Faig Ahmed’s Contemporary Take on Tradition

Faig Ahmed’s Contemporary Take on Tradition

When walking into Faig Ahmed’s latest show, “Source Code” at Sapar Contemporary gallery in Tribeca, you almost can’t believe your eyes; the beautiful hand-woven carpets seem to be melting right off the wall. This is because the Azerbaijani artist has spent years understanding the centuries old tradition of carpet weaving, in order to manipulate and subvert that tradition into beautifully contemporary works of art.

“Ahmed re-imagines carpets as a source code for visual communication, writing, design, art and even science,” says curator Nina Levent. In this way, he is also reinterpreting the coded language that has been woven into traditional Azerbajani carpets for centuries, as a new contemporary language that deconstructs cultural visual codes and stereotypes.

“Coherency” 2016, Handwoven wool carpet, 200 x 230 cm

The traditional craft is crucial to these contemporary works, which is part of what makes them so powerful. Ahmed started out by using actual centuries old carpets, which he tracked down from carpet dealers around the city. He would deconstruct the weaving in order to re-create new designs. But after realizing that these objects were instilled with so much history – history that he was not exempt from as an artist from the region – he decided to track down traditional weavers to help him recreate these traditional designs with his incorporated distortions. This proved to be easier said than done because none of the traditional weavers would touch his practically blasphemous designs. Eventually, one weaver agreed to produce Ahmed’s designs – as long as he promised to keep his identity a secret.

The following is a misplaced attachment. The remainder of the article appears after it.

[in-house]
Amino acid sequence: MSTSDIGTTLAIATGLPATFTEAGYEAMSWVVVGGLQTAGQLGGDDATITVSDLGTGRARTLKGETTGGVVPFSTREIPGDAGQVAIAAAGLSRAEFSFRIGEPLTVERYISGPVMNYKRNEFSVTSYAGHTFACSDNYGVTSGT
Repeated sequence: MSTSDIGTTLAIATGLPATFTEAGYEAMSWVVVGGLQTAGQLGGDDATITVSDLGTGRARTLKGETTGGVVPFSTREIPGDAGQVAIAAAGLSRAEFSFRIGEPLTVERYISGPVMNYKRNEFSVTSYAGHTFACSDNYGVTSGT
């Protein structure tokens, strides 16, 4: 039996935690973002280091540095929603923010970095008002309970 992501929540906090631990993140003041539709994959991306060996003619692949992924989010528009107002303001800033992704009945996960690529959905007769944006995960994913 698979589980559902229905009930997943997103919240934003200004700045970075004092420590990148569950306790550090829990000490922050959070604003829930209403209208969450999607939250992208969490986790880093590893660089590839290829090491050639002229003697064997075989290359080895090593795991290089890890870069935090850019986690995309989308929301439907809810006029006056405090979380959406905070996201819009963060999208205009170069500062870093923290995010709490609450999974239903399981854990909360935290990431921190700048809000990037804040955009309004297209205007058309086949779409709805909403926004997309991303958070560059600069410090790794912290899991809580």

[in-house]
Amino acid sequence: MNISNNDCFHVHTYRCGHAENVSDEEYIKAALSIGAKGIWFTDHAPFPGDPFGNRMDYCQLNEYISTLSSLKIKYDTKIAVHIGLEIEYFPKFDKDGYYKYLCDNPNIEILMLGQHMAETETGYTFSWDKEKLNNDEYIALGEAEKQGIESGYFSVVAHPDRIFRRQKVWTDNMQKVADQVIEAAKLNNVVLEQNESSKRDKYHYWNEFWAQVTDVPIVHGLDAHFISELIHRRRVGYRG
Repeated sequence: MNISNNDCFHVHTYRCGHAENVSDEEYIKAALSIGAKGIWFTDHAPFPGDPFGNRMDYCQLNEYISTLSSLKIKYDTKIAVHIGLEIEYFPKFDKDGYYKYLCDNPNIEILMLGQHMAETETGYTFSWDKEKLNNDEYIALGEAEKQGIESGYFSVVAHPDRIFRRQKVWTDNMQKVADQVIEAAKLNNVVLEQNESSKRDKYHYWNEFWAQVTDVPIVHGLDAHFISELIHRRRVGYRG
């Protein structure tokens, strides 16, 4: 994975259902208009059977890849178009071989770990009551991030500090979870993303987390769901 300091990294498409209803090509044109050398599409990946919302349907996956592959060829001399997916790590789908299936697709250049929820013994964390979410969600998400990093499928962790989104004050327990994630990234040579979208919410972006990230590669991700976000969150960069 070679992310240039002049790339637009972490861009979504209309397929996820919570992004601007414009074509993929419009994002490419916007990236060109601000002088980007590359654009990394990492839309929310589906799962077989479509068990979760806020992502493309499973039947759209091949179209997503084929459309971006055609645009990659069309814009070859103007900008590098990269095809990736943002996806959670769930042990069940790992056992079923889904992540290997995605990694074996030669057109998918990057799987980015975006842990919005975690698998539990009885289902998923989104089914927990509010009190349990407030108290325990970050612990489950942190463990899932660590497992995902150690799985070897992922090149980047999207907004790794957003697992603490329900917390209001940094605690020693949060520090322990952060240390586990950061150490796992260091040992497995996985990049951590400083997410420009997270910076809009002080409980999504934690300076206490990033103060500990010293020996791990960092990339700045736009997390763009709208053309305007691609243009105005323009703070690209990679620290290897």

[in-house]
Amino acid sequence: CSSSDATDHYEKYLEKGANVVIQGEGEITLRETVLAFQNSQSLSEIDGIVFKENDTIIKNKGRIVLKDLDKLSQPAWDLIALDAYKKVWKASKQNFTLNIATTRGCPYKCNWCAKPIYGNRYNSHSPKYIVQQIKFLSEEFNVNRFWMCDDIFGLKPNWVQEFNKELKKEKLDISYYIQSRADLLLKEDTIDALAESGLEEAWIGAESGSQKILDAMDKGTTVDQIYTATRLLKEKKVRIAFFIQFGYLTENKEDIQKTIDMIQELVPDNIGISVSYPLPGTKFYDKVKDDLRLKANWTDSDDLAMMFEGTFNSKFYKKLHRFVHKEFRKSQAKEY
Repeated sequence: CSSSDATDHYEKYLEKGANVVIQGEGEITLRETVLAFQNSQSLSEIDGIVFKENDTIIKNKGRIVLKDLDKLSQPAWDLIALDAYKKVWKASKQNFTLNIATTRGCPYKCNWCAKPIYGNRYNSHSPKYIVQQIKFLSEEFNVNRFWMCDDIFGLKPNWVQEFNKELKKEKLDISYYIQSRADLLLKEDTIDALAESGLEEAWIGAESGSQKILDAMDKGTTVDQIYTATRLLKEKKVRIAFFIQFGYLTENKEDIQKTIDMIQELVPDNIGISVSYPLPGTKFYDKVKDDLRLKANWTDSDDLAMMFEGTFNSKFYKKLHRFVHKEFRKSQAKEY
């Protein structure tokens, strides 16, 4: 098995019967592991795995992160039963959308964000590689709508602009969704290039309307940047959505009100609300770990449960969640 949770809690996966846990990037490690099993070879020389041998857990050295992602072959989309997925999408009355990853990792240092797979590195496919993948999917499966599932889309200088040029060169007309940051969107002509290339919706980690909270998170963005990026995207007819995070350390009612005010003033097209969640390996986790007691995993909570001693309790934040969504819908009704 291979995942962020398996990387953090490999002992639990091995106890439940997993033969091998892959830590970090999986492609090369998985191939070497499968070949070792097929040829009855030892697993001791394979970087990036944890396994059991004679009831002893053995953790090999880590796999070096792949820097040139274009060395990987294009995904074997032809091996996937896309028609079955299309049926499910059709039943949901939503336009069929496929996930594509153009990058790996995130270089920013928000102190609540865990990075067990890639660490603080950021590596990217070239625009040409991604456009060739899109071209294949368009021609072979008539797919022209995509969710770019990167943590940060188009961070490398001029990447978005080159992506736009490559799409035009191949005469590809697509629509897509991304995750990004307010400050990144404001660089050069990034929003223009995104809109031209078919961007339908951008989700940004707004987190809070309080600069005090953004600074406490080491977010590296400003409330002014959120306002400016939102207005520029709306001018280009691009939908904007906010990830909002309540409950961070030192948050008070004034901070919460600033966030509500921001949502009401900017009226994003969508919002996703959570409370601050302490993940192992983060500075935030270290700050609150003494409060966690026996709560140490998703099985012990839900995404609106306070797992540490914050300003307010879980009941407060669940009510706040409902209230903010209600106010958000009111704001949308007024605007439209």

Left: “De-Stabilization” 2016; Right: “Chelebi” 2016

In this way he is able to keep the entire process, from the dyes to the weaving, completely orthodox to the original technique, except for the manipulation of design. “I don’t want to change anything, but at the same time I want to change everything,” he told the New York Times. So although he is recreating these works in the traditional way, he is also incorporating contemporary elements as visual effects or glitches in the “source code” – pixelations, distortions, melting effects (all things that we usually associate with digital design), morphed onto an ancient and seemingly static physical design.

Exhibition view of “Source Code” at Sapar Contemporary
“Epiphany” 2016, handwoven wool carpet, 190 x 203 cm.

I could spend hours looking at these works, they are so intricate and complex, and it’s just fascinating to see how the patterns seamlessly morph from a rigid organization to a fluid motion. It is as if they are melting and transforming right before your eyes. If you are in NYC, please run as fast as you can to the Sapar Contemporary gallery as fast as you can. It will be worth your while.

All photos courtesy of Sapar Contemporary and Faig Ahmed.